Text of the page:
setutils - IndexedSet type

The set type brings the practical expressiveness of set theory to Python. It has a very rich API overall, but lacks a couple of fundamental features. For one, sets are not ordered. On top of this, sets are not indexable, i.e, my_set[8] will raise an TypeError. The IndexedSet type remedies both of these issues without compromising on the excellent complexity characteristics of Python’s built-in set implementation.

class boltons.setutils.IndexedSet(other=None)[source]

IndexedSet is a collections.MutableSet that maintains insertion order and uniqueness of inserted elements. It’s a hybrid type, mostly like an OrderedSet, but also list-like, in that it supports indexing and slicing.

Parameters:other (iterable) – An optional iterable used to initialize the set.
>>> x = IndexedSet(list(range(4)) + list(range(8)))
>>> x
IndexedSet([0, 1, 2, 3, 4, 5, 6, 7])
>>> x - set(range(2))
IndexedSet([2, 3, 4, 5, 6, 7])
>>> x[-1]
>>> fcr = IndexedSet('')
>>> ''.join(fcr[:fcr.index('.')])

Standard set operators and interoperation with set are all supported:

>>> fcr & set('')
IndexedSet(['c', 'd', 'o', '.', 'm'])

As you can see, the IndexedSet is almost like a UniqueList, retaining only one copy of a given value, in the order it was first added. For the curious, the reason why IndexedSet does not support setting items based on index (i.e, __setitem__()), consider the following dilemma:

my_indexed_set = [A, B, C, D]
my_indexed_set[2] = A

At this point, a set requires only one A, but a list would overwrite C. Overwriting C would change the length of the list, meaning that my_indexed_set[2] would not be A, as expected with a list, but rather D. So, no __setitem__().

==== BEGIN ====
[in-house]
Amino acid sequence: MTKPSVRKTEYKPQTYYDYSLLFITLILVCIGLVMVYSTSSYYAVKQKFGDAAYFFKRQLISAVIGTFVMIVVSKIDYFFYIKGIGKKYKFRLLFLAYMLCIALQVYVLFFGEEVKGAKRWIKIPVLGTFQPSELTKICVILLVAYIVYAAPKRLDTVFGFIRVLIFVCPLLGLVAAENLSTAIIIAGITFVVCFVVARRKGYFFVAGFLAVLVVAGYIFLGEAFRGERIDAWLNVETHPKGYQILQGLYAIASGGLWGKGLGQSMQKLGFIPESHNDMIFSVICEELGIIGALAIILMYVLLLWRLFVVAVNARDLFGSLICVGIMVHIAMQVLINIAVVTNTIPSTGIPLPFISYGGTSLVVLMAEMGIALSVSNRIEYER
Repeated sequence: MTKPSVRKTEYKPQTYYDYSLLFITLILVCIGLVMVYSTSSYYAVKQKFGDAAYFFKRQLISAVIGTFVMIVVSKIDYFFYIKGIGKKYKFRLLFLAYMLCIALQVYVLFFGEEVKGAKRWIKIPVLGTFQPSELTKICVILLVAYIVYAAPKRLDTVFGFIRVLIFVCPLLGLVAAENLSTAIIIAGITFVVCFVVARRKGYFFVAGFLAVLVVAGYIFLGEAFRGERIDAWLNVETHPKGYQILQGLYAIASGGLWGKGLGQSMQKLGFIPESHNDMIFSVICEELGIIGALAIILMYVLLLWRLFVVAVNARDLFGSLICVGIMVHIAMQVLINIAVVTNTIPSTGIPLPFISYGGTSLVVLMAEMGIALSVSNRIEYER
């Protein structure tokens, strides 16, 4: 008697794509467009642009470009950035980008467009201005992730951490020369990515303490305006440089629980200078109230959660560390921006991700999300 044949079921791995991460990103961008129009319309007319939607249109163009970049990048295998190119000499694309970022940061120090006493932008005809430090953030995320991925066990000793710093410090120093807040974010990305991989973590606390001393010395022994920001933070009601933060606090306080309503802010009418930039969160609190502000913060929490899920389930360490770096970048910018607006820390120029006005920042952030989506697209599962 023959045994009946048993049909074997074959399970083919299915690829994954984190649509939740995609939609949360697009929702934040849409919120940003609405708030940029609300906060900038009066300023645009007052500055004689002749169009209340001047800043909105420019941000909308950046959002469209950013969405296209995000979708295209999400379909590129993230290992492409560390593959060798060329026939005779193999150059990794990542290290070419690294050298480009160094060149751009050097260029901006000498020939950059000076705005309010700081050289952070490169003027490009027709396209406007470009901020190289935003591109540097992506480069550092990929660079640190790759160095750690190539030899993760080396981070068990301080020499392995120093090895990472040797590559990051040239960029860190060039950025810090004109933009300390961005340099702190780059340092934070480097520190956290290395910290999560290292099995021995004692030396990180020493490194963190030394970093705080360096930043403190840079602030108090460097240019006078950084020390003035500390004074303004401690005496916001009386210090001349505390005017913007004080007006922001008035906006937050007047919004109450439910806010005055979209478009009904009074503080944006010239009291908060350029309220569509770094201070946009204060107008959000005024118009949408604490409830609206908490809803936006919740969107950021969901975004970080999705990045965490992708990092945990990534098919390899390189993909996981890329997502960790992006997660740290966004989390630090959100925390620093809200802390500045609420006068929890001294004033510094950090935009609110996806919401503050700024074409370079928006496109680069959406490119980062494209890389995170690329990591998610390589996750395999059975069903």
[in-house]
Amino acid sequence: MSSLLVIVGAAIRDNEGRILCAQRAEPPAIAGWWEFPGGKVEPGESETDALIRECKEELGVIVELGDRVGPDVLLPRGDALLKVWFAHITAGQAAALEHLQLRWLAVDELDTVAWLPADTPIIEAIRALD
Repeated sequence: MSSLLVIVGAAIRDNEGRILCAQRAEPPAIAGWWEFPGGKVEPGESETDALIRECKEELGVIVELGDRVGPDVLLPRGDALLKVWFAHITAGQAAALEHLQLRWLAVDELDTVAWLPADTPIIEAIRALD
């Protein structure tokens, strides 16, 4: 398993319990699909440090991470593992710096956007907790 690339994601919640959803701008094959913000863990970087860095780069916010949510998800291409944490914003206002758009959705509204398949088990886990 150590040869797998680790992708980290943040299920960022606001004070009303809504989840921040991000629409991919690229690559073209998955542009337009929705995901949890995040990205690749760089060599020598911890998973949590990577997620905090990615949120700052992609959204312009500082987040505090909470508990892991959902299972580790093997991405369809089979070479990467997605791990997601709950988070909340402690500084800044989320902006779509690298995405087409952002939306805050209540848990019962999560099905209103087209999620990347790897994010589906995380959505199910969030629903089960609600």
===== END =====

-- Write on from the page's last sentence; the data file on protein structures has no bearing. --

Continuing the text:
Otherwise, the API strives to be as complete a union of the list and set APIs as possible.

add(item) → add item to the set[source]
clear() → empty the set[source]
count(val) -> count number of instances of value (0 or 1)[source]
difference(*others) → get a new set with elements not in others[source]
difference_update(*others) -> discard self.intersection(*others)[source]
discard(item) -> discard item from the set (does not raise)[source]
classmethod from_iterable(it) → create a set from an iterable[source]
index(val) → get the index of a value, raises if not present[source]
intersection(*others) → get a set with overlap of this and others[source]
intersection_update(*others) -> discard self.difference(*others)[source]
isdisjoint(other) → return True if no overlap with other[source]
issubset(other) → return True if other contains this set[source]
issuperset(other) → return True if set contains other[source]
iter_difference(*others) → iterate over elements not in others[source]
iter_intersection(*others) → iterate over elements also in others[source]
iter_slice(start, stop, step=None)[source]

iterate over a slice of the set

pop(index) -> remove the item at a given index (-1 by default)[source]
remove(item) → remove item from the set, raises if not present[source]
reverse() → reverse the contents of the set in-place[source]
sort() → sort the contents of the set in-place[source]
symmetric_difference(*others) → XOR set of this and others[source]
symmetric_difference_update(other) → in-place XOR with other[source]
union(*others) → return a new set containing this set and others[source]
update(*others) → add values from one or more iterables[source]